24/09/2016 The Papers


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Hello and welcome to our look ahead to what the papers will be


With me are the political editor of the Sunday Express,


Caroline Wheeler, and the political commentator Jo Phillips.


The Sunday Telegraph has an interview with former


Prime Minister Tony Blair, in which he says inquiries


into alleged abuses by British troops should never


David Cameron's former spin doctor is quoted


in the Mail on Sunday, where he reveals divisions sprang up


between Cameron and Theresa May during the Brexit campaign.


London's mayor Sadiq Khan claims in the Sunday Times that divisions


in the Labour Party could lead to a split.


The Sunday Express says the detective who brought double


murderer Christopher Halliwell to justice believes he may also have


killed the missing chef Claudia Lawrence.


And the Sun reports that TV presenter Zoe Ball and her DJ


husband Norman Cook are separating after 18 years together.


Let us begin and start with the Sunday Times. Following on from the


big story of the day, Jeremy Corbyn's re-election of the Labour


leader. Sadiq Khan saying that a purge by Jeremy Corbyn could kill


Labour. You think there will be a purge? I think I am not alone in


thinking that the call for unity and wiping the slate clean up going to


be very hard to deliver with the people involved and who are


supporting Jeremy Corbyn. He has got huge support, he has an increased


majority, beating Owen Smith comp reactively. He has got a mandate


from the hundreds of thousands of people who have joined the Labour


Party, but the question is, are they actually going to work with the


shadow cabinet and the MPs in Parliament? Because without the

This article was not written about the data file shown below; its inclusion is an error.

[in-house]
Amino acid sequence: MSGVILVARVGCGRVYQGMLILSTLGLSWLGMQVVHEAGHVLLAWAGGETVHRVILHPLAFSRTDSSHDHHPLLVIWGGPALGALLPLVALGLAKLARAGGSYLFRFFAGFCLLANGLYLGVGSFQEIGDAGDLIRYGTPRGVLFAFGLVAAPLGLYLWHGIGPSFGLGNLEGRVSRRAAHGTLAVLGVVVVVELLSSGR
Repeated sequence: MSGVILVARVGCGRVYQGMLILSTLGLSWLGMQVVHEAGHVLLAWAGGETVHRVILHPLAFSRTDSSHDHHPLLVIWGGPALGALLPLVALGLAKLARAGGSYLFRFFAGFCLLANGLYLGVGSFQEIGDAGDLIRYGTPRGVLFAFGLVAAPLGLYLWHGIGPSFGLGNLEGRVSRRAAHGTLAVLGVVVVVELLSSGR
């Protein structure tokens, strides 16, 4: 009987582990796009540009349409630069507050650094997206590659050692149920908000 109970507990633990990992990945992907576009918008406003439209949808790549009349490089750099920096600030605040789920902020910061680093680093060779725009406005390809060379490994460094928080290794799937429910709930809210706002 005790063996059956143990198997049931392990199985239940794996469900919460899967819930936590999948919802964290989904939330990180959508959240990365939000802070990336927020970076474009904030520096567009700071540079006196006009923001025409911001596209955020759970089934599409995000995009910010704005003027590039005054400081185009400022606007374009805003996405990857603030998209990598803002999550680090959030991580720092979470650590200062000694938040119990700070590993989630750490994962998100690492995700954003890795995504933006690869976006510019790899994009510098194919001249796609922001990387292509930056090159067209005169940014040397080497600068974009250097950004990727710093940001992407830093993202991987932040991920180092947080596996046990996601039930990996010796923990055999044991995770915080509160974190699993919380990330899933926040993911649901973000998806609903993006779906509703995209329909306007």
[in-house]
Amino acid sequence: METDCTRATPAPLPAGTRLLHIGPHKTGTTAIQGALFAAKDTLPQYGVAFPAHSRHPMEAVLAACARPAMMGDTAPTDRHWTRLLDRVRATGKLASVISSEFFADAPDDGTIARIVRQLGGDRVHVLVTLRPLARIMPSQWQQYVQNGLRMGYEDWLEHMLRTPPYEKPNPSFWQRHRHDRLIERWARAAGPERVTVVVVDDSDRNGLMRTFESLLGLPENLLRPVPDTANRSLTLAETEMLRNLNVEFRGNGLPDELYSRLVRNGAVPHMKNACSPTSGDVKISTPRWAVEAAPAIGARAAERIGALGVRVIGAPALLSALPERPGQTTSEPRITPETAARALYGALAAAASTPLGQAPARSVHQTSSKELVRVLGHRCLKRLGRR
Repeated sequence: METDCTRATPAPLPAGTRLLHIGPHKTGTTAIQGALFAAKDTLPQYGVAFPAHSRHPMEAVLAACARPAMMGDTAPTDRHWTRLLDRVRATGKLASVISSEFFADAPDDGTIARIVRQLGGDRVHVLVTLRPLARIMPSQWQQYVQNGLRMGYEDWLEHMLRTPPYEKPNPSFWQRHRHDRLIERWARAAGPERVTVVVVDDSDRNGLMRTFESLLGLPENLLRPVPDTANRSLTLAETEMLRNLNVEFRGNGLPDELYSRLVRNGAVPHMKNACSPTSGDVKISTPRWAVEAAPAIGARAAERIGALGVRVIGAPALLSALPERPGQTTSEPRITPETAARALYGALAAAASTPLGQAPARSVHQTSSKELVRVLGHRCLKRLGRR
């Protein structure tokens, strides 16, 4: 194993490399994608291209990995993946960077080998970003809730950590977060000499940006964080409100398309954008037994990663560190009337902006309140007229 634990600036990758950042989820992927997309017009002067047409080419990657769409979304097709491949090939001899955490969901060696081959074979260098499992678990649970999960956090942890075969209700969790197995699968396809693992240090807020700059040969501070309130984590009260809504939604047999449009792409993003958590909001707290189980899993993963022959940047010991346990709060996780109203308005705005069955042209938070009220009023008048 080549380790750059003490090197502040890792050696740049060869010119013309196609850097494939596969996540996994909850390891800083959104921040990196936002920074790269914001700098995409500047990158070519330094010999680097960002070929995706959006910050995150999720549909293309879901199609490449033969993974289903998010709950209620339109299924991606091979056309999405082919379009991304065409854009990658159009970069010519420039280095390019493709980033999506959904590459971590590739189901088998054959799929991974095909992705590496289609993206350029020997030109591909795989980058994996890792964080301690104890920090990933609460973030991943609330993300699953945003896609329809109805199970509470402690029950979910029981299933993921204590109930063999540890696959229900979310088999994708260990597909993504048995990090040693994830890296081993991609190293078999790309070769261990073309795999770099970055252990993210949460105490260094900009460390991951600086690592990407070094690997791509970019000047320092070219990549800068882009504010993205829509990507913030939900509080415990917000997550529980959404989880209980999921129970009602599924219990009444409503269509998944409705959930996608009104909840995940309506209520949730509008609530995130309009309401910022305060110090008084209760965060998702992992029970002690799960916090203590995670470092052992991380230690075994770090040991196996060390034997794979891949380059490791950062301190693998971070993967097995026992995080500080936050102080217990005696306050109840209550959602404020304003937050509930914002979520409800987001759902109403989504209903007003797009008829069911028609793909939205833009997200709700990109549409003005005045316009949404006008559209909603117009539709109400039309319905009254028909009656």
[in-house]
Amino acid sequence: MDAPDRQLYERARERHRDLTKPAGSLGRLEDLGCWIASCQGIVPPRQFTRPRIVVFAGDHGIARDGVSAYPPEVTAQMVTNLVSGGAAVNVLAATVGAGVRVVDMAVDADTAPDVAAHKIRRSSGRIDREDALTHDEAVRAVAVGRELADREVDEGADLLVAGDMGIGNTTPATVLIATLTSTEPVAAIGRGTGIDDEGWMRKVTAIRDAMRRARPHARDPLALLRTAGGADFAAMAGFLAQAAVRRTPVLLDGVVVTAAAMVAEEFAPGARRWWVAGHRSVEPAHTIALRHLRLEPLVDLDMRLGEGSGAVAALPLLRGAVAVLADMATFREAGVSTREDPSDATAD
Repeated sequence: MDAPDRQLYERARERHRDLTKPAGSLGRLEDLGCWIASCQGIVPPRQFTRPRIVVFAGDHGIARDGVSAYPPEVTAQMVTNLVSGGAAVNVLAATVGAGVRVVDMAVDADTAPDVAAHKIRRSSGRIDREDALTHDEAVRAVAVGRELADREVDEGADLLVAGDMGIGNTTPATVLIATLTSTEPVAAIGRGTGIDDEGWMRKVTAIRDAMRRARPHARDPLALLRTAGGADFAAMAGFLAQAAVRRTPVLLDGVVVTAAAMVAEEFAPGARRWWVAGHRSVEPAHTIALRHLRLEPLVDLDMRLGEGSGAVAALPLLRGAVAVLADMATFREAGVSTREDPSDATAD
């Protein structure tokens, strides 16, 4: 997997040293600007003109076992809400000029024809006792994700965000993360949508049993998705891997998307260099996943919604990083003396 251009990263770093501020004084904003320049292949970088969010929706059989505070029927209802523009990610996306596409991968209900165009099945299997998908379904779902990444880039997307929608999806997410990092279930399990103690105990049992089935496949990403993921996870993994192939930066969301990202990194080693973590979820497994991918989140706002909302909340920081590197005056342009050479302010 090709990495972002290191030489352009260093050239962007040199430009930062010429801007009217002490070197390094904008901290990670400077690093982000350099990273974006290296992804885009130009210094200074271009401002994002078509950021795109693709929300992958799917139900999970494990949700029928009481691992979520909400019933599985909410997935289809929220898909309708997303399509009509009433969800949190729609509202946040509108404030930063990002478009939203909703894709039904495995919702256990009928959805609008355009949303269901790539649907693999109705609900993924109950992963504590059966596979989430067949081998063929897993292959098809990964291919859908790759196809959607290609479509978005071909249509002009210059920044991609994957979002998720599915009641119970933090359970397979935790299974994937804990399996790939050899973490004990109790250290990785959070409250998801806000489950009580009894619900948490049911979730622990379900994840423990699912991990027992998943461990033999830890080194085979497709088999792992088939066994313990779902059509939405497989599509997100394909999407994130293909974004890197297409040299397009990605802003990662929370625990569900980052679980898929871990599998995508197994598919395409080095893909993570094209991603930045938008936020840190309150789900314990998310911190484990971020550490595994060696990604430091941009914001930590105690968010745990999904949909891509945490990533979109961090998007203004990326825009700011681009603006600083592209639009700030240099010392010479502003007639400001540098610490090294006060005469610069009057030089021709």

support of the MPs in Parliament he hasn't actually got an effective


opposition. He is just a leading protest group. Caroline, you have a


story from the Sunday express. And you are saying there could


effectively be a shadow cabinet in exile, so Labour moderates will be


on the backbenches running a sort of shadow, shadow cabinet? Exactly. If


you have spoken to any senior voices with a Labour Party recently they


have been scratching their heads about where they can go next. They


tried this fairly dramatic coup, which has backfired. It has made


Jeremy Corbyn stronger, rather than weaker. It hasn't now he is in a


position to start purging the party using boundary changes, as an


opportunity to get rid off moderates. You think he will do


that? Those are the indications we have been given, Batty has this


opportunity to reintroduce shadow cabinet elections and doesn't look


like he's desperately inclined to do that, which basically means he will


be appointed cabinet. It remains to be seen whether he will be able to


muster enough MPs to sit in at shadow cabinet and fulfil those


roles, but we understand, and I've spoken to numerous moderates, who


say actually they still think they have a role in the party, although


not necessarily within the Jeremy Corbyn camp to hold Theresa May's


government to account and they say they are various ways in which they


can do this, one of them is sitting in internal policy committees,


coming up with new ideas and in essence generating a kind of


ulterior agenda for the Labour Party, even potentially an ulterior


whipping system where they can counter selective education and


bandwidth there are moderate MPs to vote in a certain way. It's a


fascinating proposal. It is, but the question that you have to ask is why


don't you put your tribalism to one side and actually go in with the